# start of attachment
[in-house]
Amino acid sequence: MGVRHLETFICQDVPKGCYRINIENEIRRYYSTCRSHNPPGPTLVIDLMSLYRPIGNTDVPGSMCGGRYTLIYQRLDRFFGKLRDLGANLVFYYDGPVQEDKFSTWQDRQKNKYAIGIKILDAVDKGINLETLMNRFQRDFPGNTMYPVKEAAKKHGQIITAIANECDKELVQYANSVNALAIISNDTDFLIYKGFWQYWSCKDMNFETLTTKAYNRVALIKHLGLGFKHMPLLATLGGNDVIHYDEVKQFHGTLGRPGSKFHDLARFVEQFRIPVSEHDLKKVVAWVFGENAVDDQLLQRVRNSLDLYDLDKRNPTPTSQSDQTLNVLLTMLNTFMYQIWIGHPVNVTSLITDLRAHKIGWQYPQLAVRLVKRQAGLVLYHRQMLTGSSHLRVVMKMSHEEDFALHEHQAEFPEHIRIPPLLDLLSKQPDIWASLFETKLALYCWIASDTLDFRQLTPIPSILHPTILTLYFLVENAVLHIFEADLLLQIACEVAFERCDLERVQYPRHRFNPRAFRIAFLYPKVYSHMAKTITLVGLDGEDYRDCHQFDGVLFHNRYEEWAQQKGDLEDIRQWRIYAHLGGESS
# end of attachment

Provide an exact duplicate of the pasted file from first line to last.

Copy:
[in-house]
Amino acid sequence: MGVRHLETFICQDVPKGCYRINIENEIRRYYSTCRSHNPPGPTLVIDLMSLYRPIGNTDVPGSMCGGRYTLIYQRLDRFFGKLRDLGANLVFYYDGPVQEDKFSTWQDRQKNKYAIGIKILDAVDKGINLETLMNRFQRDFPGNTMYPVKEAAKKHGQIITAIANECDKELVQYANSVNALAIISNDTDFLIYKGFWQYWSCKDMNFETLTTKAYNRVALIKHLGLGFKHMPLLATLGGNDVIHYDEVKQFHGTLGRPGSKFHDLARFVEQFRIPVSEHDLKKVVAWVFGENAVDDQLLQRVRNSLDLYDLDKRNPTPTSQSDQTLNVLLTMLNTFMYQIWIGHPVNVTSLITDLRAHKIGWQYPQLAVRLVKRQAGLVLYHRQMLTGSSHLRVVMKMSHEEDFALHEHQAEFPEHIRIPPLLDLLSKQPDIWASLFETKLALYCWIASDTLDFRQLTPIPSILHPTILTLYFLVENAVLHIFEADLLLQIACEVAFERCDLERVQYPRHRFNPRAFRIAFLYPKVYSHMAKTITLVGLDGEDYRDCHQFDGVLFHNRYEEWAQQKGDLEDIRQWRIYAHLGGESS